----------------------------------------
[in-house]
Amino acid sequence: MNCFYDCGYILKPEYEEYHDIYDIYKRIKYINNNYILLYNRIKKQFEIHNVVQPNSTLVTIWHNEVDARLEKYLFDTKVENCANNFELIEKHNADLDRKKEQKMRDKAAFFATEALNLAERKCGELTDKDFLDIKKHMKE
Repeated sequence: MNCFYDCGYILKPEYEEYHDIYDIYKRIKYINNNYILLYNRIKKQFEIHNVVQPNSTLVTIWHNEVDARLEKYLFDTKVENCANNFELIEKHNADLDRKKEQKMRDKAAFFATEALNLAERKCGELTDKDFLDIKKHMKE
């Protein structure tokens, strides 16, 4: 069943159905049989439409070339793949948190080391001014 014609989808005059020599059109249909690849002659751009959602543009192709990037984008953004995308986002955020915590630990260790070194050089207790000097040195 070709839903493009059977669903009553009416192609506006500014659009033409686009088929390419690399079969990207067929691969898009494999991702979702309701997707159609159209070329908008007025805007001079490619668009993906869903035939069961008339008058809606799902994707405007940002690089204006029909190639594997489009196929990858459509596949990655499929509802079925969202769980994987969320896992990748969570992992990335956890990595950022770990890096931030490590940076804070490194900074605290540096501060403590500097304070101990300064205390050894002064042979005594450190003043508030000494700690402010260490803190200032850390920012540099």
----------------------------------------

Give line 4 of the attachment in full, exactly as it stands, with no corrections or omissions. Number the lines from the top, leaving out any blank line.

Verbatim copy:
């Protein structure tokens, strides 16, 4: 069943159905049989439409070339793949948190080391001014 014609989808005059020599059109249909690849002659751009959602543009192709990037984008953004995308986002955020915590630990260790070194050089207790000097040195 070709839903493009059977669903009553009416192609506006500014659009033409686009088929390419690399079969990207067929691969898009494999991702979702309701997707159609159209070329908008007025805007001079490619668009993906869903035939069961008339008058809606799902994707405007940002690089204006029909190639594997489009196929990858459509596949990655499929509802079925969202769980994987969320896992990748969570992992990335956890990595950022770990890096931030490590940076804070490194900074605290540096501060403590500097304070101990300064205390050894002064042979005594450190003043508030000494700690402010260490803190200032850390920012540099």